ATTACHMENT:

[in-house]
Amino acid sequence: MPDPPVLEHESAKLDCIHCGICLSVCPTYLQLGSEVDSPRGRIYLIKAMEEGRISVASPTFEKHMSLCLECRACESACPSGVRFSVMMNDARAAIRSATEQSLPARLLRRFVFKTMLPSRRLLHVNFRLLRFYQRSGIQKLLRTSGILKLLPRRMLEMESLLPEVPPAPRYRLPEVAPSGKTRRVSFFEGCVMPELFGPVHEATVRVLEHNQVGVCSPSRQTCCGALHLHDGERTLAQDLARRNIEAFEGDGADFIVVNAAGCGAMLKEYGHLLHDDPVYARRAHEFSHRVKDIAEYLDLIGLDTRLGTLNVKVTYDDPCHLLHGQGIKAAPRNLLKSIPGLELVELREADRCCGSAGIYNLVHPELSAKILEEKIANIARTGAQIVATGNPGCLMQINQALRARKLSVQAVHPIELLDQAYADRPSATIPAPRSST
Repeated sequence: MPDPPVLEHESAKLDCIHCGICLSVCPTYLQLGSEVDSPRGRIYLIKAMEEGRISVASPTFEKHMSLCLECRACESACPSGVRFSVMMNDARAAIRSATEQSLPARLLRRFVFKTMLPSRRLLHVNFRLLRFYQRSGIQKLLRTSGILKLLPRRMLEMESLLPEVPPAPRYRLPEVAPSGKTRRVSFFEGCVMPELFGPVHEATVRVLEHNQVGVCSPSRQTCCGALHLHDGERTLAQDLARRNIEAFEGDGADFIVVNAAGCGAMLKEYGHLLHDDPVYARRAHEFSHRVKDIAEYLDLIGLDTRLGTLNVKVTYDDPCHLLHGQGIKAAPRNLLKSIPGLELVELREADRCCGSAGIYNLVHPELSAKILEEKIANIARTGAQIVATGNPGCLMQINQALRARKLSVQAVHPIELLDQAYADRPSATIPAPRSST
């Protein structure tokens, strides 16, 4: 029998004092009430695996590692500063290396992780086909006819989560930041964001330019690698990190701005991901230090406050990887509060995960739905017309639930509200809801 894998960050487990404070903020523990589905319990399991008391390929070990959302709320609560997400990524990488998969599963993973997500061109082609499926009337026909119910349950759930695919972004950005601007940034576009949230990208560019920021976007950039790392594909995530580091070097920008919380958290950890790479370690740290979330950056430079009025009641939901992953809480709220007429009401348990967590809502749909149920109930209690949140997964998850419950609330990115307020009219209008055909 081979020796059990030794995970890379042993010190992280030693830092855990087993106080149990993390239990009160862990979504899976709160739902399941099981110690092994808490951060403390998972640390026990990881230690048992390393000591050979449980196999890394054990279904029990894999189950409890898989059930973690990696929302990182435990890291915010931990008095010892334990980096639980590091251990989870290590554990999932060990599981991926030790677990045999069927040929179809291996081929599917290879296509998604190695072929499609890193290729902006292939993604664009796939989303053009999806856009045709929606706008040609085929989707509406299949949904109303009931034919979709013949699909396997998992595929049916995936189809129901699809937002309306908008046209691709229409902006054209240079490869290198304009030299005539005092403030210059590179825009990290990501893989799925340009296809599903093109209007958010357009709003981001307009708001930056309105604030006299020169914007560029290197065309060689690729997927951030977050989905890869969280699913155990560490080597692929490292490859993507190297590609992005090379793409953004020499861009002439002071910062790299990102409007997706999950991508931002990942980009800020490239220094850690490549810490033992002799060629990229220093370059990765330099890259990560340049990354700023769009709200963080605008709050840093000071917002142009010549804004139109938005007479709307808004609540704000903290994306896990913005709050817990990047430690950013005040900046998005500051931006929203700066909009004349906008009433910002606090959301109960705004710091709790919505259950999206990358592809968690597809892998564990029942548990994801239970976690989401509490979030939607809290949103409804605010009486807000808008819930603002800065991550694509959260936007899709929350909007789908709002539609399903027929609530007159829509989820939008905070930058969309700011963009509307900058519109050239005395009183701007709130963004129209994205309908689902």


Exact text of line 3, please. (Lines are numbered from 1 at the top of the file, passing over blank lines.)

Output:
Repeated sequence: MPDPPVLEHESAKLDCIHCGICLSVCPTYLQLGSEVDSPRGRIYLIKAMEEGRISVASPTFEKHMSLCLECRACESACPSGVRFSVMMNDARAAIRSATEQSLPARLLRRFVFKTMLPSRRLLHVNFRLLRFYQRSGIQKLLRTSGILKLLPRRMLEMESLLPEVPPAPRYRLPEVAPSGKTRRVSFFEGCVMPELFGPVHEATVRVLEHNQVGVCSPSRQTCCGALHLHDGERTLAQDLARRNIEAFEGDGADFIVVNAAGCGAMLKEYGHLLHDDPVYARRAHEFSHRVKDIAEYLDLIGLDTRLGTLNVKVTYDDPCHLLHGQGIKAAPRNLLKSIPGLELVELREADRCCGSAGIYNLVHPELSAKILEEKIANIARTGAQIVATGNPGCLMQINQALRARKLSVQAVHPIELLDQAYADRPSATIPAPRSST